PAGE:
An Alabama lawmaker and congressional candidate wants to make sure transgender student athletes don’t compete against athletes of “a different biological gender.”
Rep. Chris Pringle, R-Mobile, was expected to file this week the “Gender is Real Legislation,” or GIRL bill.
“There is a biological difference between boys and girls,” said Pringle, who is running for the south Alabama U.S. House seat currently held by Bradley Byrne. “The intention is just to ensure fair competition between student athletes.
“… I’m not trying to discriminate against transgender athletes who want to compete in sports. They just have to compete like anyone else according to the the gender on their birth certificate.”
The Alabama High School Athletic Association already has a similar policy that participation in athletics should be determined by the gender on the student-athlete’s birth certificate. That policy is based on the Alabama State Department of Education policy for school enrollment, according to AHSAA.
The term transgender describes individuals whose gender identity does not match their sex at birth.
The website transathlete.com lists Alabama as a “discriminatory” state where a trans athlete has little chance of participating in sports while in school.
It lists 17 states that allow trans athletes to compete based on their gender identity without requiring they take hormones or have surgery.
Florida’s student athletic association, for example, says, “All eligible students should have the opportunity to participate in interscholastic athletics in a manner that is consistent with their gender identity and expression, irrespective of the gender listed on a student’s birth certificate and/or records.”
Last year, the National Scholastic Athletics Foundation, which stages national student-athlete events, developed a policy for transgender athletes. Pre-pubescent transgender girls are eligible for NSAF competitions based on their affirmed gender. Post-pubescent transgender girls are eligible for NSAF competitions based on their affirmed gender once they have completed a year’s course of gender-affirming hormones. Gender-affirming surgery may also satisfy the policy requirements but is not required.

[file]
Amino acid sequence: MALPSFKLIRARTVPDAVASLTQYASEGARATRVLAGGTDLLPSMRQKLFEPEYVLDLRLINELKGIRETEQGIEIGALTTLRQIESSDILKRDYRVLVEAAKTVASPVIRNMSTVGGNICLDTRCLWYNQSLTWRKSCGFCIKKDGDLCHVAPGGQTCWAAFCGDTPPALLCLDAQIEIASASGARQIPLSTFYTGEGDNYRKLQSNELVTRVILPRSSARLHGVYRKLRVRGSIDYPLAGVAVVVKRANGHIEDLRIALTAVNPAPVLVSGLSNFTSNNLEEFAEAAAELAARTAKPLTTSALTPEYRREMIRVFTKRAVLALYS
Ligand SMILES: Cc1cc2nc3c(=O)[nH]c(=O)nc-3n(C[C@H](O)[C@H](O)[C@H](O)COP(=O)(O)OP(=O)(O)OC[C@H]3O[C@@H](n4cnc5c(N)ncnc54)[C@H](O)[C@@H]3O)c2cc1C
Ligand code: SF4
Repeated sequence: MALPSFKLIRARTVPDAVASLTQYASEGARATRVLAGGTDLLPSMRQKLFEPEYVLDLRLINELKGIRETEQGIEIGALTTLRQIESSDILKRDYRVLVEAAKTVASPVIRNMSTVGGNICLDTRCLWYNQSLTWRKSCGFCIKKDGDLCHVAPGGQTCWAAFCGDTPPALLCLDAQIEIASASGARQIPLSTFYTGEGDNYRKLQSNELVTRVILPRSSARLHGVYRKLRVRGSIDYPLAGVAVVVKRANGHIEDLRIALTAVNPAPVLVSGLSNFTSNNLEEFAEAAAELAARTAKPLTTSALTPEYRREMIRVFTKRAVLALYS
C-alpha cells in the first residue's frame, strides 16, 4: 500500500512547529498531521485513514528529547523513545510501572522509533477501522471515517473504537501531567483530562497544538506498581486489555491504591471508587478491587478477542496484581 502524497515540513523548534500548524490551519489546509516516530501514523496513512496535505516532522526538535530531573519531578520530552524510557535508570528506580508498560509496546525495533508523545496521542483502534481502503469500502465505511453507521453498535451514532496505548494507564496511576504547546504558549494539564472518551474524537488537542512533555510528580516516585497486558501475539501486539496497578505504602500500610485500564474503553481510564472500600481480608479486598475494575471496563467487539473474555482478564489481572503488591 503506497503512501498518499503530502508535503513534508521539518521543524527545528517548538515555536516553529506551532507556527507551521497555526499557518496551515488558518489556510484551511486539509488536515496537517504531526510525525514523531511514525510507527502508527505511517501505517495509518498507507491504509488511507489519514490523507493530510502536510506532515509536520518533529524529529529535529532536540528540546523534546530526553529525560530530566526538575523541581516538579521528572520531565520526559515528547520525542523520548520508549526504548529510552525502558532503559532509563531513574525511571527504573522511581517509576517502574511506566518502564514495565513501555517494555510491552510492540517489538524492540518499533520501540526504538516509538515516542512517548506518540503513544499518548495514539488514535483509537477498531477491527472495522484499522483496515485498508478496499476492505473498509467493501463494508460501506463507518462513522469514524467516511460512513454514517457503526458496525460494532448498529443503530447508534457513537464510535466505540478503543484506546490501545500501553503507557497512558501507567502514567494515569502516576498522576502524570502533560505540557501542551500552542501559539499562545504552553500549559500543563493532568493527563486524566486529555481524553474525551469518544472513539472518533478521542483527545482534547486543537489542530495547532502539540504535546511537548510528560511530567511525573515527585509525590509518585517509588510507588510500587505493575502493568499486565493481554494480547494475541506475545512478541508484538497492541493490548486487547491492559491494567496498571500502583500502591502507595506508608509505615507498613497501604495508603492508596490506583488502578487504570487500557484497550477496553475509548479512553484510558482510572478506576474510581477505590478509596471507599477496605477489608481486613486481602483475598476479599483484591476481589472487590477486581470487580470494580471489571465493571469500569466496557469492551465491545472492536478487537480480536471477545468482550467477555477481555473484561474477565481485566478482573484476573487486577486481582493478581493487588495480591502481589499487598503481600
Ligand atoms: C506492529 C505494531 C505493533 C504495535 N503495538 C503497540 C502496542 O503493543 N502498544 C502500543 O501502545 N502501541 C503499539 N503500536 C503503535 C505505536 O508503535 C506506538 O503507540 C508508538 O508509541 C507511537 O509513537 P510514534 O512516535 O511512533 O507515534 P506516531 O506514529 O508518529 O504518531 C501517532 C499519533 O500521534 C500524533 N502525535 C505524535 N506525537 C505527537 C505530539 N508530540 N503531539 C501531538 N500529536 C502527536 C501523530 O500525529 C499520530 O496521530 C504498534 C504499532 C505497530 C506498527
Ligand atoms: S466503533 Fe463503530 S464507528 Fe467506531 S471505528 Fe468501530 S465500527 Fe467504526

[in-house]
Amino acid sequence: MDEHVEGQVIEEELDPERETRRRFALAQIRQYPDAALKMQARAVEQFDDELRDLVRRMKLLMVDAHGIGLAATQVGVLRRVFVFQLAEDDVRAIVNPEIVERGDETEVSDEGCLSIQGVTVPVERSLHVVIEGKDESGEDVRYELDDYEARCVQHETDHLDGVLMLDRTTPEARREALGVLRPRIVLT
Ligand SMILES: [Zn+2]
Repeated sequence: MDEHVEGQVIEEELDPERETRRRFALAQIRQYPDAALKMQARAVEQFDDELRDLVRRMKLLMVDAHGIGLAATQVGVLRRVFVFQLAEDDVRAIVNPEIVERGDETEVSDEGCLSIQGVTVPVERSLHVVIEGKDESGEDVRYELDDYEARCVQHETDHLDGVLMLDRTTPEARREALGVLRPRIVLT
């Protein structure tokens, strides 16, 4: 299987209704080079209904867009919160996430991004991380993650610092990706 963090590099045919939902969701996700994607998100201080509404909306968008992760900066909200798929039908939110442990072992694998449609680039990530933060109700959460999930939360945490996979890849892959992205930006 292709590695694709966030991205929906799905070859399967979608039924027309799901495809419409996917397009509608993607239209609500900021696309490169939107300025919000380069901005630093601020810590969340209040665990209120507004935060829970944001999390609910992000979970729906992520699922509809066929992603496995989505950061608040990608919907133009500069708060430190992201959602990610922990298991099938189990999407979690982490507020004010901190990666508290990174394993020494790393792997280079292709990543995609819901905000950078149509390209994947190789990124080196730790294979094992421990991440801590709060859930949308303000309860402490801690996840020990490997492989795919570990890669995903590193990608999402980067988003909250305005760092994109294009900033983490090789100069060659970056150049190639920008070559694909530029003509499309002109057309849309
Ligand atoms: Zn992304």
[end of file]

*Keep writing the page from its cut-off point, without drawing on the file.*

If Pringle’s bill became law in Alabama, it would go further than the current AHSAA policy.
A draft of the bill says a public K-12 school may not participate in, sponsor, or provide coaching staff for interscholastic athletic events with any athletic association that permits or allows participation in athletic events conducted exclusively for males by any individual who is not a biological male or participation in athletic events conducted exclusively for females by any individual who is not a biological female.
The bill goes on to say the state or a county, municipality or other government entities can’t use public facilities for “athletic competitions in which any individual who is not a biological male is allowed to participate in athletic events conducted exclusively for males or any person who is not a biological female is allowed to participate in athletic events conducted exclusively for females.”
There are exceptions for co-ed sports and events.
“I’m not worried about a girl who wants to kick a ball on the boys’ football team, but we need a universally fair policy, and that’s what this bill seeks to achieve,” Pringle said.
Another K-12-related bill has been filed by Sen. Gerald Allen, R-Tuscaloosa. Senate Bill 13 requires local K-12 public schools to play or have performed “The Star-Spangled Banner” at school-sanctioned sporting events and at least once per week at each school.
“It’s important for us to make sure our children know the importance of the national anthem and love and embrace our country,” Allen said this week.
“If you listen to the national anthem, it lays out a beautiful story about America,” he said about the song that was originally a poem by Francis Scott Key, written during the War of 1812.
Allen said he wants the anthem played in schools as well as at sporting events so that all students hear it. He said he hopes it will instill a sense of pride in them.
“The world is changing daily … there are countries that would love to see this country go away,” Allen said.
The legislative session starts Feb. 4.